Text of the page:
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The term biodiversity first appeared in a publication in 1988 when entomologist E. O. Wilson used it as a title. Since then, the term has often been used by biologists, environmentalists, political leaders, and citizens. A similar term in the United States is "natural heritage." It predates the others and is more accepted by the wider audience interested in conservation. Broader than biodiversity, it includes geology and landforms.
Biologists most often define biodiversity as the "totality of genes, species, and ecosystems of a region". An advantage of this definition is that it seems to describe most circumstances. There are three levels at which biological variety can been identified:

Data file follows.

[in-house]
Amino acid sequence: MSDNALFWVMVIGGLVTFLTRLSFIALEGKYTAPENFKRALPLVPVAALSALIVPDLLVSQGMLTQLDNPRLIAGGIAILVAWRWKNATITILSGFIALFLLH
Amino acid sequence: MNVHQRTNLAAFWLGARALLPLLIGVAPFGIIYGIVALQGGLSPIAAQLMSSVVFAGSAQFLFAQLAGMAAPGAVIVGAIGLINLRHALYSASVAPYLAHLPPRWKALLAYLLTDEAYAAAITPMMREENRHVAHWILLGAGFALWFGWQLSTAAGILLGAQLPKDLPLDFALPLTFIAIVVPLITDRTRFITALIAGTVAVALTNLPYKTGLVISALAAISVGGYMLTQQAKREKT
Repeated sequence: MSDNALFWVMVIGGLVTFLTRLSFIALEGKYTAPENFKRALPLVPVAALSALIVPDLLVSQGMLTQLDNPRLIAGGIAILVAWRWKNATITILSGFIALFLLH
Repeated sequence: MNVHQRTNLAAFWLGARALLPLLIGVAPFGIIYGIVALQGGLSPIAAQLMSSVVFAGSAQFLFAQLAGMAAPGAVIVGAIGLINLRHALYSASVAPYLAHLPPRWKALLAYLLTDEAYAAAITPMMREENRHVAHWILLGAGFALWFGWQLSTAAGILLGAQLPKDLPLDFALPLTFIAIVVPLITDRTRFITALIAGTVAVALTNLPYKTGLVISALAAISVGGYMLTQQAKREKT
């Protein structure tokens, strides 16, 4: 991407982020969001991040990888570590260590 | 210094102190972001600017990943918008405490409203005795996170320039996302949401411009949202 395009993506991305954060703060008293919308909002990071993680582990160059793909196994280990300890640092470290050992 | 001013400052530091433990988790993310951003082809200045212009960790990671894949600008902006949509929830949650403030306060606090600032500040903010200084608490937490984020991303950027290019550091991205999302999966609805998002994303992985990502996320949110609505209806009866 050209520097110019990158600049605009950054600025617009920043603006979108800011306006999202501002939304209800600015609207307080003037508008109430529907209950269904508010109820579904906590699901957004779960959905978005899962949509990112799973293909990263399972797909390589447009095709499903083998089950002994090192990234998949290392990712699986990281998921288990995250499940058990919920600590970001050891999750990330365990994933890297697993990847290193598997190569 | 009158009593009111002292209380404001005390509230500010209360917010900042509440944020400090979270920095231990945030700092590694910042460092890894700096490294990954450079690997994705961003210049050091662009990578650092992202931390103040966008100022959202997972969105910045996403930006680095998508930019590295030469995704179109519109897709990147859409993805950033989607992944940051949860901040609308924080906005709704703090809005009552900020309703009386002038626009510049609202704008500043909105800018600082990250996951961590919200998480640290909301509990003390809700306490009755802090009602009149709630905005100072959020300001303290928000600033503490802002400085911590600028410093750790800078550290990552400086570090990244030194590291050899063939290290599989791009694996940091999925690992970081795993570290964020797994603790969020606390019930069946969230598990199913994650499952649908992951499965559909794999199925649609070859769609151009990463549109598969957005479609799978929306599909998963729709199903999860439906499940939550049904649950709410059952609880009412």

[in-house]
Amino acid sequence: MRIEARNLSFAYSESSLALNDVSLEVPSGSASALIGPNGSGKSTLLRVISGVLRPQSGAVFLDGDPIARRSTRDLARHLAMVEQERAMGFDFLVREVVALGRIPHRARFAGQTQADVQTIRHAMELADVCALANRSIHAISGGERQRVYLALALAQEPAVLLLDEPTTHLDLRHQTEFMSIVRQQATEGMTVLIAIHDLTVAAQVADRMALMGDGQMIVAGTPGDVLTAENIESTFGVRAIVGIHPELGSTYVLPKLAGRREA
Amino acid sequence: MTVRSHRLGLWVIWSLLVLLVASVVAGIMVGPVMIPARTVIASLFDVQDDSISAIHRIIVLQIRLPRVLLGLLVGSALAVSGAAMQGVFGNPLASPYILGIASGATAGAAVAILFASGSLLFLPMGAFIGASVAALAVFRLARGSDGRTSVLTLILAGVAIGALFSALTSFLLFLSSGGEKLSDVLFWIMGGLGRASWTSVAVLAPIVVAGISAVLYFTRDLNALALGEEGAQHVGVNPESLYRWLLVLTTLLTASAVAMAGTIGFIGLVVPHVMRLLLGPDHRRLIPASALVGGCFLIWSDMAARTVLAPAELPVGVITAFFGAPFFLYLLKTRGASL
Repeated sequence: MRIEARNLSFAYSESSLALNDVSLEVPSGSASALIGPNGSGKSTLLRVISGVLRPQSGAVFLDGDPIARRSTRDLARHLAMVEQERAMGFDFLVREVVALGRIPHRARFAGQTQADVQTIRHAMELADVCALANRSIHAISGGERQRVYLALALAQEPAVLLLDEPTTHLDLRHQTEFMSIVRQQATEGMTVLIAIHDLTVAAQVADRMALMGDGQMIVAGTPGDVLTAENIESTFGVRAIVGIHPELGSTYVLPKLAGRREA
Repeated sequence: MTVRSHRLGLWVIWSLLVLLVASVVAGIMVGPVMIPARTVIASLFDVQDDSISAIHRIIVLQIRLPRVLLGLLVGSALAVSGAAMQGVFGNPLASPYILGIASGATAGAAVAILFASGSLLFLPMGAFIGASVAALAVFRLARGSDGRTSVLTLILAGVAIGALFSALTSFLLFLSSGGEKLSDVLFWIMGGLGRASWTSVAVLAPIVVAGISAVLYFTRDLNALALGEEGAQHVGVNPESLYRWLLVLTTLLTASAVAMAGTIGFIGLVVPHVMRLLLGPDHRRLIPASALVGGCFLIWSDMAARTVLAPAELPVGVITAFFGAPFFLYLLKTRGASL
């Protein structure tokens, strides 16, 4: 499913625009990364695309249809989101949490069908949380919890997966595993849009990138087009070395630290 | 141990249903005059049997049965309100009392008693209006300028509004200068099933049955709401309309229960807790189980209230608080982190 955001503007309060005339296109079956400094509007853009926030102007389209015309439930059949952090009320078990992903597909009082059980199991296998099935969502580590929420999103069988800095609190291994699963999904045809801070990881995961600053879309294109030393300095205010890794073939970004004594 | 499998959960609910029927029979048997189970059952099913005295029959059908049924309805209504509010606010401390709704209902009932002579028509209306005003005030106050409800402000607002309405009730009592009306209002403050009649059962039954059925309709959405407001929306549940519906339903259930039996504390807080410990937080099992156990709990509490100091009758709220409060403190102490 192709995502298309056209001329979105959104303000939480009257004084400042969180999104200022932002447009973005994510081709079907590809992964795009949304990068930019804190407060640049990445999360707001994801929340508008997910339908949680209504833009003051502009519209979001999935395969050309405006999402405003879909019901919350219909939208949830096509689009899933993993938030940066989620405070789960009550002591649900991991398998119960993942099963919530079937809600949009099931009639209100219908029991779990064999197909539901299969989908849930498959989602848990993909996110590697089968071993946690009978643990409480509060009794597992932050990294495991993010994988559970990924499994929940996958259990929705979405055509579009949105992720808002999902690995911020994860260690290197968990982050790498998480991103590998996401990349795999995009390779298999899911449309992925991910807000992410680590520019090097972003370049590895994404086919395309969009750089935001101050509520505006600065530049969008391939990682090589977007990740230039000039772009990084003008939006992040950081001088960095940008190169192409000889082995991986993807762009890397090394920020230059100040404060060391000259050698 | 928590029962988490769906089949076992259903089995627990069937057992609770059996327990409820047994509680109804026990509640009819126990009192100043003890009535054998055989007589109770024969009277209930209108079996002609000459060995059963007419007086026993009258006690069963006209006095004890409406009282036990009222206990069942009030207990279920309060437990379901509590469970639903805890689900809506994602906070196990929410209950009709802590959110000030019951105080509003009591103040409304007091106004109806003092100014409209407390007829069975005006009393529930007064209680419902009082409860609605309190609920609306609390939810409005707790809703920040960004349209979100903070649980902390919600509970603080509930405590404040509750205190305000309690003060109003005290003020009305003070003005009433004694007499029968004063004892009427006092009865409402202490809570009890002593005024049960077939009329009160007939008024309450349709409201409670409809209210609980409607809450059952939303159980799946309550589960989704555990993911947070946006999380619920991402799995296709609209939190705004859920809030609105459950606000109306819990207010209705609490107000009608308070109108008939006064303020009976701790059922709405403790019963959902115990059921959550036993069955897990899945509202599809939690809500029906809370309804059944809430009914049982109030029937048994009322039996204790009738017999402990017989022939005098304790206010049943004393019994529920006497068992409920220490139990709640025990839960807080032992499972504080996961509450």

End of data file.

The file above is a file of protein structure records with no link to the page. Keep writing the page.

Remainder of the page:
The idea can be used for tackling practical problems in conservation, for example:
- loss of species
- destruction of habitats
- introduced and invasive species
- genetic pollution
- effect of climate change
Dasmann R.F. 1968. A different kind of country. MacMillan, New York. ISBN 0-02-072810-7
- Soulé M.E. and B. A. Wilcox. 1980. Conservation biology: an evolutionary-ecological perspective. Sinauer. Sunderland, Massachusetts.
Edward O.Wilson, editor, Frances M.Peter, associate editor 1988. Biodiversity, National Academies Press. ISBN 0-309-03783-2;ISBN 0-309-03739-5 online edition
Global Biodiversity Assessment. UNEP, 1995, Annex 6, Glossary. ISBN 0-521-56481-6, used as source by "Biodiversity", Glossary of terms related to the CBD, Belgian Clearing-House Mechanism. Retrieved 2006-04-26.
- Tor-Björn Larsson (2001). Biodiversity evaluation tools for European forests. Wiley-Blackwell. p. 178. . https://books.google.com/books?id=zeTU8QauENcC&pg=PA178. Retrieved 28 June 2011.